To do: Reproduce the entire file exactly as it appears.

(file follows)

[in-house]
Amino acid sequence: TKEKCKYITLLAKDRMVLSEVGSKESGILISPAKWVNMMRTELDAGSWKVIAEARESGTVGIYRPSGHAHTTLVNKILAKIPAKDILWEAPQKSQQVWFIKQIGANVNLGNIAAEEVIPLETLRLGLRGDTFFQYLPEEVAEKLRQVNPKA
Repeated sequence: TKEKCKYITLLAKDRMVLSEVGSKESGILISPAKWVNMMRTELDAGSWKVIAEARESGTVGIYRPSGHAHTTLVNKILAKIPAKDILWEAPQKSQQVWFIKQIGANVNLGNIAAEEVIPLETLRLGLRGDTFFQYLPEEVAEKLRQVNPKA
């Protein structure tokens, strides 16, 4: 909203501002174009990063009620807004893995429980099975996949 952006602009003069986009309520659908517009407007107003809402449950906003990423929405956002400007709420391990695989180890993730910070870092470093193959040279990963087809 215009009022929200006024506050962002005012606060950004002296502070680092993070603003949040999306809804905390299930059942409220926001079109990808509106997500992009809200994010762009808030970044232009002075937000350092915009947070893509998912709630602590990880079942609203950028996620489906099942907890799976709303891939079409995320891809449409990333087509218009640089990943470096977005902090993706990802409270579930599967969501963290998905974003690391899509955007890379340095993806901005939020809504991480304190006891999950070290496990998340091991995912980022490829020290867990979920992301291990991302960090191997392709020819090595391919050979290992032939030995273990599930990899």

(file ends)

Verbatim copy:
[in-house]
Amino acid sequence: TKEKCKYITLLAKDRMVLSEVGSKESGILISPAKWVNMMRTELDAGSWKVIAEARESGTVGIYRPSGHAHTTLVNKILAKIPAKDILWEAPQKSQQVWFIKQIGANVNLGNIAAEEVIPLETLRLGLRGDTFFQYLPEEVAEKLRQVNPKA
Repeated sequence: TKEKCKYITLLAKDRMVLSEVGSKESGILISPAKWVNMMRTELDAGSWKVIAEARESGTVGIYRPSGHAHTTLVNKILAKIPAKDILWEAPQKSQQVWFIKQIGANVNLGNIAAEEVIPLETLRLGLRGDTFFQYLPEEVAEKLRQVNPKA
């Protein structure tokens, strides 16, 4: 909203501002174009990063009620807004893995429980099975996949 952006602009003069986009309520659908517009407007107003809402449950906003990423929405956002400007709420391990695989180890993730910070870092470093193959040279990963087809 215009009022929200006024506050962002005012606060950004002296502070680092993070603003949040999306809804905390299930059942409220926001079109990808509106997500992009809200994010762009808030970044232009002075937000350092915009947070893509998912709630602590990880079942609203950028996620489906099942907890799976709303891939079409995320891809449409990333087509218009640089990943470096977005902090993706990802409270579930599967969501963290998905974003690391899509955007890379340095993806901005939020809504991480304190006891999950070290496990998340091991995912980022490829020290867990979920992301291990991302960090191997392709020819090595391919050979290992032939030995273990599930990899």